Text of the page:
A legendary warrior and shaman recounts the beliefs and customs of his people in one of Native American history's most extraordinary documents.“He and his men were the terror of the country, always leaving a trail of bloodshed and devastation.” -The New York Times“I am thankful that the President of the United States has given me permission to tell my story. I hope that he and those in authority u...
Paperback: 150 pages
Publisher: CreateSpace Independent Publishing Platform (June 8, 2013)
Product Dimensions: 6 x 0.3 x 9 inches
Amazon Rank: 792115
Format: PDF ePub fb2 djvu book
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Pretty good read. I'm not much of a history buff but had always been curious to learn more detail about the old west and how the history of conflict with the natives unfolded. I'm glad I started with this - it was fascinating to read a famous warrior...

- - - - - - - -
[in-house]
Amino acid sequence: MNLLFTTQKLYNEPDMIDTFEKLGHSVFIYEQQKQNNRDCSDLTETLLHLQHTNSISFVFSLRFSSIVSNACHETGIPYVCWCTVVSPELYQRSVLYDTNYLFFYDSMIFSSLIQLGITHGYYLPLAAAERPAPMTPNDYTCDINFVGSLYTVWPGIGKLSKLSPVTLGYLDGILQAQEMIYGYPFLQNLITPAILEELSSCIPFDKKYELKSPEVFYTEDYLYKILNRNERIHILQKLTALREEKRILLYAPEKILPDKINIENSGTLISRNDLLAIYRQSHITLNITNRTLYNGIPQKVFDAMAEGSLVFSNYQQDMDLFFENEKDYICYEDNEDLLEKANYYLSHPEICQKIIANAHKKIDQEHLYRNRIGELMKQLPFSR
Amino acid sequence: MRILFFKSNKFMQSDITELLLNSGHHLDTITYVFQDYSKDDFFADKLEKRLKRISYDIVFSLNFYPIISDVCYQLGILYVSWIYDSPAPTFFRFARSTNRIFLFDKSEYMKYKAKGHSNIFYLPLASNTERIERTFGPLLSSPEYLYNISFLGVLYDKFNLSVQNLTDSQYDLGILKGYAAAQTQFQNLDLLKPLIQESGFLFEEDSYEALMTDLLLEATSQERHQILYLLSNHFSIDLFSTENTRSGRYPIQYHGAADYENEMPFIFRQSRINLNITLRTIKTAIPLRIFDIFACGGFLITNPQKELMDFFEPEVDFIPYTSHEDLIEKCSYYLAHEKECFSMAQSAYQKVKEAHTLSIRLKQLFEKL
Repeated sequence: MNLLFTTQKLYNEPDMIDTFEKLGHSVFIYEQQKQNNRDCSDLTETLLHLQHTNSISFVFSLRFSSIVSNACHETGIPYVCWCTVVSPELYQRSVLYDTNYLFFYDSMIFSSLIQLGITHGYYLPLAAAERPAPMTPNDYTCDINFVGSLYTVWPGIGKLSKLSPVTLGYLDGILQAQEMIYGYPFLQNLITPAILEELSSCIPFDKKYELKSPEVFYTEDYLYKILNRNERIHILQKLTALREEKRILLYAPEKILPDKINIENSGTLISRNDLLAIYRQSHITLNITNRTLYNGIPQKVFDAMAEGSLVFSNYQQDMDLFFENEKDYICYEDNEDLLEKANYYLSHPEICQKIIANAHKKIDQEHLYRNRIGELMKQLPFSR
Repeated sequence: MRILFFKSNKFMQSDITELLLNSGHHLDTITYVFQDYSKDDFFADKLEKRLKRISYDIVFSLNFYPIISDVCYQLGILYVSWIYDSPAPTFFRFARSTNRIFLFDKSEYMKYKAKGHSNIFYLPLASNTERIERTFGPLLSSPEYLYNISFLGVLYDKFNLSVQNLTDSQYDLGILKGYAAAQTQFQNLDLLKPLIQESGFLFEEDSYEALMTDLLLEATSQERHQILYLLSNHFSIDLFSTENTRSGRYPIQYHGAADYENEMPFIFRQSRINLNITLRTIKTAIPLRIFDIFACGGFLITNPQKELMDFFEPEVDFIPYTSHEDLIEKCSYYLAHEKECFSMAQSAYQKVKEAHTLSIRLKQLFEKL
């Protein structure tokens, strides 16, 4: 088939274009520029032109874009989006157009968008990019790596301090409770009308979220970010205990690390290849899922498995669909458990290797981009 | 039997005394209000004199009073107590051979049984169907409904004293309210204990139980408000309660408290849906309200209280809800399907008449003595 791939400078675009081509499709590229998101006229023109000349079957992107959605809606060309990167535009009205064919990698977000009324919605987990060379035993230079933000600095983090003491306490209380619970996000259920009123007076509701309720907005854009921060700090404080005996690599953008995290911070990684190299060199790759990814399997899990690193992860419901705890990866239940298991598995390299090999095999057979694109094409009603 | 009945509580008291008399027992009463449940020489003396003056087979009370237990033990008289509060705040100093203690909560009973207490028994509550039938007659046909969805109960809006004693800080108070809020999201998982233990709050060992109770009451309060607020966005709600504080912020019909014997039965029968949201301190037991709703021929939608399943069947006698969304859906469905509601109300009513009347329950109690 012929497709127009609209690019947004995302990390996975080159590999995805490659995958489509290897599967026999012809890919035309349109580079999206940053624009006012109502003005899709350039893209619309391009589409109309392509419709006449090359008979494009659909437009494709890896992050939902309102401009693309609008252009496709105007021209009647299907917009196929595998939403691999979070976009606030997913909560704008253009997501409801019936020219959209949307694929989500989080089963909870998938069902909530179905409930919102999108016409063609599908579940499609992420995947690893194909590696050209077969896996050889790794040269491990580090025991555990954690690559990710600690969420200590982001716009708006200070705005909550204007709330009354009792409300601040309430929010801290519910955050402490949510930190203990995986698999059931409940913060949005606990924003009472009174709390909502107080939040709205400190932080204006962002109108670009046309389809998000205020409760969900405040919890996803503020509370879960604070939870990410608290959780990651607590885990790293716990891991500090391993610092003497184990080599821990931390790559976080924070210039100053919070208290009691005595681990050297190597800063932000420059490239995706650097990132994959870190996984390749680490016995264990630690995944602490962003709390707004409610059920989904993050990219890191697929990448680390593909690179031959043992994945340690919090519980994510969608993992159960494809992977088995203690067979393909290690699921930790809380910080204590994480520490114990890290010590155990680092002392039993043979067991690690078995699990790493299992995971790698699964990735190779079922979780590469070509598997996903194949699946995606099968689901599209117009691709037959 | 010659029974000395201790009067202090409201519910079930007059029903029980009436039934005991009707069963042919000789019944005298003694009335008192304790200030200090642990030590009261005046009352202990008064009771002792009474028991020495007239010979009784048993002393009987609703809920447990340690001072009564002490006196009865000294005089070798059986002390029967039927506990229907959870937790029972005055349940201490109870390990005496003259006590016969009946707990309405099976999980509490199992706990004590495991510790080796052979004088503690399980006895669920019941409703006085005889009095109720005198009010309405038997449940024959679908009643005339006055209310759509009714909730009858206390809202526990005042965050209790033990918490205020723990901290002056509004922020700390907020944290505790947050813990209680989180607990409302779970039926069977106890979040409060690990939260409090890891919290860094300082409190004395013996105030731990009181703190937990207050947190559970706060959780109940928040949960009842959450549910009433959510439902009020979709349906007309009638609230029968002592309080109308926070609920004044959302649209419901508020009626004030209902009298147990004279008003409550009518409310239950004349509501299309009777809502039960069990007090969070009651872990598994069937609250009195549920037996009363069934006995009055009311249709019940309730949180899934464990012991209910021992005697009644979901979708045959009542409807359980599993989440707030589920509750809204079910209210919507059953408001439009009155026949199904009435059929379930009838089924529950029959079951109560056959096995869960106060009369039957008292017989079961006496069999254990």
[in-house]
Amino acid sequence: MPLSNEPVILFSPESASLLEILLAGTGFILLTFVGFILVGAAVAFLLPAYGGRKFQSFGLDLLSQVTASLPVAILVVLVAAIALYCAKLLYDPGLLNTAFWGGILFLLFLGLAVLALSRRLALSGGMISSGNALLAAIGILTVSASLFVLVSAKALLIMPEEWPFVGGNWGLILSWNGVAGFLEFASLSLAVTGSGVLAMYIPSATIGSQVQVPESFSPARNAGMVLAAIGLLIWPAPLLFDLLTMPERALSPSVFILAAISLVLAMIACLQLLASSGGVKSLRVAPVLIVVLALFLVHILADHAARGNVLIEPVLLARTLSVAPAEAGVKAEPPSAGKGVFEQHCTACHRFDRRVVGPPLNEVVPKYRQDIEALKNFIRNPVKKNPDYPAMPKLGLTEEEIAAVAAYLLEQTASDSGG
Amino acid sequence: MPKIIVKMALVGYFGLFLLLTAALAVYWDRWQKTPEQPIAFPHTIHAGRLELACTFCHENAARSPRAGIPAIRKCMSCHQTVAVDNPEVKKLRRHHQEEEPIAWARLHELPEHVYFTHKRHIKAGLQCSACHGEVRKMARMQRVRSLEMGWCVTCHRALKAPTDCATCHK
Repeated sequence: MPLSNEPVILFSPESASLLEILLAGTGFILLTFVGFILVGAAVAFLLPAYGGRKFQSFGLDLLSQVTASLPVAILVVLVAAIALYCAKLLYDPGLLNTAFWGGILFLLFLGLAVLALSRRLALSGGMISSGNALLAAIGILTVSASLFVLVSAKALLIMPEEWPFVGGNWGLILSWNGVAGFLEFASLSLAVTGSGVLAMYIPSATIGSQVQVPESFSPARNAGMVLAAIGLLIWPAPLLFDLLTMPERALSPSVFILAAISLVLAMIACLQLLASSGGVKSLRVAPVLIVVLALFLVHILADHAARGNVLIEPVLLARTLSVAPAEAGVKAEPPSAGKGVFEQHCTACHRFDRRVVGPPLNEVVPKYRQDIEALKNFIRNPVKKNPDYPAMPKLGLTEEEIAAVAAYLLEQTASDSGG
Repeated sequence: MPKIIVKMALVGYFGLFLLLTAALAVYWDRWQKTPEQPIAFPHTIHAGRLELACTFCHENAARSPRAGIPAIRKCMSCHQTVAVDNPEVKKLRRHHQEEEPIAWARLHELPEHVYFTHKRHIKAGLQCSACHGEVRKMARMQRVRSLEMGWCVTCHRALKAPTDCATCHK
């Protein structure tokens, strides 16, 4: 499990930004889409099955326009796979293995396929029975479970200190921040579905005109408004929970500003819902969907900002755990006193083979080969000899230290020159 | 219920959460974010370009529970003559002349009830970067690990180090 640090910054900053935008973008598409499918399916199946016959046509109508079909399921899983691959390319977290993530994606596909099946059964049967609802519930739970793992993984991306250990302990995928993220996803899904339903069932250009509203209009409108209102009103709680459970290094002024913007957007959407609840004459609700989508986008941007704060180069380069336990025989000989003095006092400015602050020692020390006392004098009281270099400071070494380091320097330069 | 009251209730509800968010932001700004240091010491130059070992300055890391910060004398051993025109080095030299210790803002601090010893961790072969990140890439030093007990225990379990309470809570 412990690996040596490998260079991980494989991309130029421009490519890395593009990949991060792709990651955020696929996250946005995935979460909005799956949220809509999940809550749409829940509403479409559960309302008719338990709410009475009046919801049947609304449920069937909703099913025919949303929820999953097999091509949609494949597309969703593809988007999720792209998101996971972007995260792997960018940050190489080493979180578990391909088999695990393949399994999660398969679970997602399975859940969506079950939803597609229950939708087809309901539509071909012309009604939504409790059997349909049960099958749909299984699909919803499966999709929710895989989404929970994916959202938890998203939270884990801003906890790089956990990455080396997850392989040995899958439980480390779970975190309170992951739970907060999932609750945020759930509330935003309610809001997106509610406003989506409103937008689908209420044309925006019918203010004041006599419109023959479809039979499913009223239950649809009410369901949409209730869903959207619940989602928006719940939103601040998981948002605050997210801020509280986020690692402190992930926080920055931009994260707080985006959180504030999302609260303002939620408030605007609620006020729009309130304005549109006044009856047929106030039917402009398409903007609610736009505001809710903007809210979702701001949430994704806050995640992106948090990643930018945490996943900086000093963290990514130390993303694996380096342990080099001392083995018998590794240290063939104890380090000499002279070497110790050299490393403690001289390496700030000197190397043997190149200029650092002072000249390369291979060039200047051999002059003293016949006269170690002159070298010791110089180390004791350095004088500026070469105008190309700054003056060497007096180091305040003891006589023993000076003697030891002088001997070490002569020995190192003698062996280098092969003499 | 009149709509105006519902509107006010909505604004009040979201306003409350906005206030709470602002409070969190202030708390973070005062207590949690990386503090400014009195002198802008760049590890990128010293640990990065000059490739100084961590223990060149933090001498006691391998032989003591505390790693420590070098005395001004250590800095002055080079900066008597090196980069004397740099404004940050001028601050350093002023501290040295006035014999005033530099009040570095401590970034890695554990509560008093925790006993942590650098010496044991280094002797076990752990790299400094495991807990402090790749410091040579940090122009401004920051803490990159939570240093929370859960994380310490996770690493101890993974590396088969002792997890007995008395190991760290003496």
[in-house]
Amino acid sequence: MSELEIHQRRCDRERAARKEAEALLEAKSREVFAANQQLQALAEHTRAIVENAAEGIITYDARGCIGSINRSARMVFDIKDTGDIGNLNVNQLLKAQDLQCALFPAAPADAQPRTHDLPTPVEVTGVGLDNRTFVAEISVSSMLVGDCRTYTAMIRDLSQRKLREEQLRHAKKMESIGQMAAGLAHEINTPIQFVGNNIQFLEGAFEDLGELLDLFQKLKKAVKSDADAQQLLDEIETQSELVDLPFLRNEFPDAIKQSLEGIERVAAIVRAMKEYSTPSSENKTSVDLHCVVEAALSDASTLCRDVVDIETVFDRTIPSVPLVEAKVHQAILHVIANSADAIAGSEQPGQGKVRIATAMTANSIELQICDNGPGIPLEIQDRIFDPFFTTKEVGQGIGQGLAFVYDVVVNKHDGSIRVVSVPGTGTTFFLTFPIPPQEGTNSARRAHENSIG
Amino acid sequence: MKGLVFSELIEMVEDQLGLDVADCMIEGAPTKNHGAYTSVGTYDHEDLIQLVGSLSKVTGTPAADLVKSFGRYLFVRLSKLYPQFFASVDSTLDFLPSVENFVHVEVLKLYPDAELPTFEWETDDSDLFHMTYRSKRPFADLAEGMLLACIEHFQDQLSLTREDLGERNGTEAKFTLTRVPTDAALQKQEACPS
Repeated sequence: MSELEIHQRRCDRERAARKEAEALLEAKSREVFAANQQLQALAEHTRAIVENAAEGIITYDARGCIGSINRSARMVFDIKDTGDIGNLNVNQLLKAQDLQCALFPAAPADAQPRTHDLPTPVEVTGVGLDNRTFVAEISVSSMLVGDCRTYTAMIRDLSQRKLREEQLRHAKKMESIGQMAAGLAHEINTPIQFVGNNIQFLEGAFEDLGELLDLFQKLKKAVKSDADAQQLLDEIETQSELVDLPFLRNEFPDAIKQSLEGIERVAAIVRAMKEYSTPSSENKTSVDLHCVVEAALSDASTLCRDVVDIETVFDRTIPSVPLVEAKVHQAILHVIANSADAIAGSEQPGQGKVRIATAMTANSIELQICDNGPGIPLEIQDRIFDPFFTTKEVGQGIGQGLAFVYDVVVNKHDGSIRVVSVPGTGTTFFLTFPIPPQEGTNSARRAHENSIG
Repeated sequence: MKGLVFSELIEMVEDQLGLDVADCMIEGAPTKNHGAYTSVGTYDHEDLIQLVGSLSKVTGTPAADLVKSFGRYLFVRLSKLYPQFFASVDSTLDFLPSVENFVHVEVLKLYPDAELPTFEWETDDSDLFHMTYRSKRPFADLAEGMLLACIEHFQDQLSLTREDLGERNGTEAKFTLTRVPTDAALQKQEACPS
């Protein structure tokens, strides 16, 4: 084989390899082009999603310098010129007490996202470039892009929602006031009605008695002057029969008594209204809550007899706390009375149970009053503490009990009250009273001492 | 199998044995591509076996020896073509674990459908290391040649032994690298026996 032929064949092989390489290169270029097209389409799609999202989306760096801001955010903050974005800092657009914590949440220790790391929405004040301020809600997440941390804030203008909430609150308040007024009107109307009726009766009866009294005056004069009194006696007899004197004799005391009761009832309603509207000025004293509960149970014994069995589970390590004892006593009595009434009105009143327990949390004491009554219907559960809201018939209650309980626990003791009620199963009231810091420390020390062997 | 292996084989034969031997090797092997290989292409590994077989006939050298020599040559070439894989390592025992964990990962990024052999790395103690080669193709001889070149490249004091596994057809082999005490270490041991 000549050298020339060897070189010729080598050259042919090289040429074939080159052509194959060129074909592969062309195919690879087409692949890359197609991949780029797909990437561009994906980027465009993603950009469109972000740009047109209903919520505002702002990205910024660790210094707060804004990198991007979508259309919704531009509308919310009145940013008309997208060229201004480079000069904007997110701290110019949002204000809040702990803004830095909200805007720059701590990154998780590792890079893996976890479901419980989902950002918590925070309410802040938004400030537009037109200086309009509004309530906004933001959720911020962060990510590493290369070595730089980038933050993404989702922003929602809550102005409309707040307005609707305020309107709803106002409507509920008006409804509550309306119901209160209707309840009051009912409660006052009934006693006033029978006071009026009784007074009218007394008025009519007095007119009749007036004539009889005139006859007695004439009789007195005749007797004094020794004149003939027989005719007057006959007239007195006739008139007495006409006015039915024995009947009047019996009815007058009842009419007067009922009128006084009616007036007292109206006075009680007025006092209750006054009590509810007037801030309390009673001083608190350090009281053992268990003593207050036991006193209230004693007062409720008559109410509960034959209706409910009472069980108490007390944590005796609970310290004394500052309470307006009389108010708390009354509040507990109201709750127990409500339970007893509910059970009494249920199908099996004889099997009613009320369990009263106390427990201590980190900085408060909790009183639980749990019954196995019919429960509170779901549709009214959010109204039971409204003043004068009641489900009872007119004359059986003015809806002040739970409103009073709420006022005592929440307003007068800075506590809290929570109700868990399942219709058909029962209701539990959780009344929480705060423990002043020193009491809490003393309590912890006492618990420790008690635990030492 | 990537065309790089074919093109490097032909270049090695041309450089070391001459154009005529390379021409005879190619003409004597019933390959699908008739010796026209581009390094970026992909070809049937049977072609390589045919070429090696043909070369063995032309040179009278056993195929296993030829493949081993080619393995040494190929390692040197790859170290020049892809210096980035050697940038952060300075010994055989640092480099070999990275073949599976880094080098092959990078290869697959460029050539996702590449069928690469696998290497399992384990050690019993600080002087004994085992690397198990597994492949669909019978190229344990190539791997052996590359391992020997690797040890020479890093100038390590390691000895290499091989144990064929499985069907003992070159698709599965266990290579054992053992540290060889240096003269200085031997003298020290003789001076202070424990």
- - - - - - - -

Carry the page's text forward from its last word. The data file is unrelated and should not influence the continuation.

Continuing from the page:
ll read my story and judge whether my people have been rightly treated.”“Because he has given me permission to tell my story; because he has read that story and knows I try to speak the truth; because I believe that he is fair-minded and will cause my people to receive justice in the future; and because he is chief of a great people, I dedicate this story of my life to Theodore Roosevelt, President of the United States. Geronimo The initial idea of the compilation of this work was to give the reading public an authentic record of the private life of the Apache Indians, and to extend to Geronimo as a prisoner of war the courtesy due any captive, i. e., the right to state the causes which impelled him in his opposition to our civilization and laws. If the Indians' cause has been properly presented, the captives' defense clearly stated, and the general store of information regarding vanishing types increased, I shall be satisfied. I desire to acknowledge valuable suggestions from Maj. Charles Taylor, Fort Sill, Oklahoma; Dr. J. M. Greenwood, Kansas City, Missouri, and President David R. Boyd, of the University of Oklahoma. I especially desire in this connection to say that without the kindly advice and assistance of President Theodore Roosevelt this book could not have been written.” Respectfully, S. M. Barrett. Lawton, Oklahoma. August 14, 1906.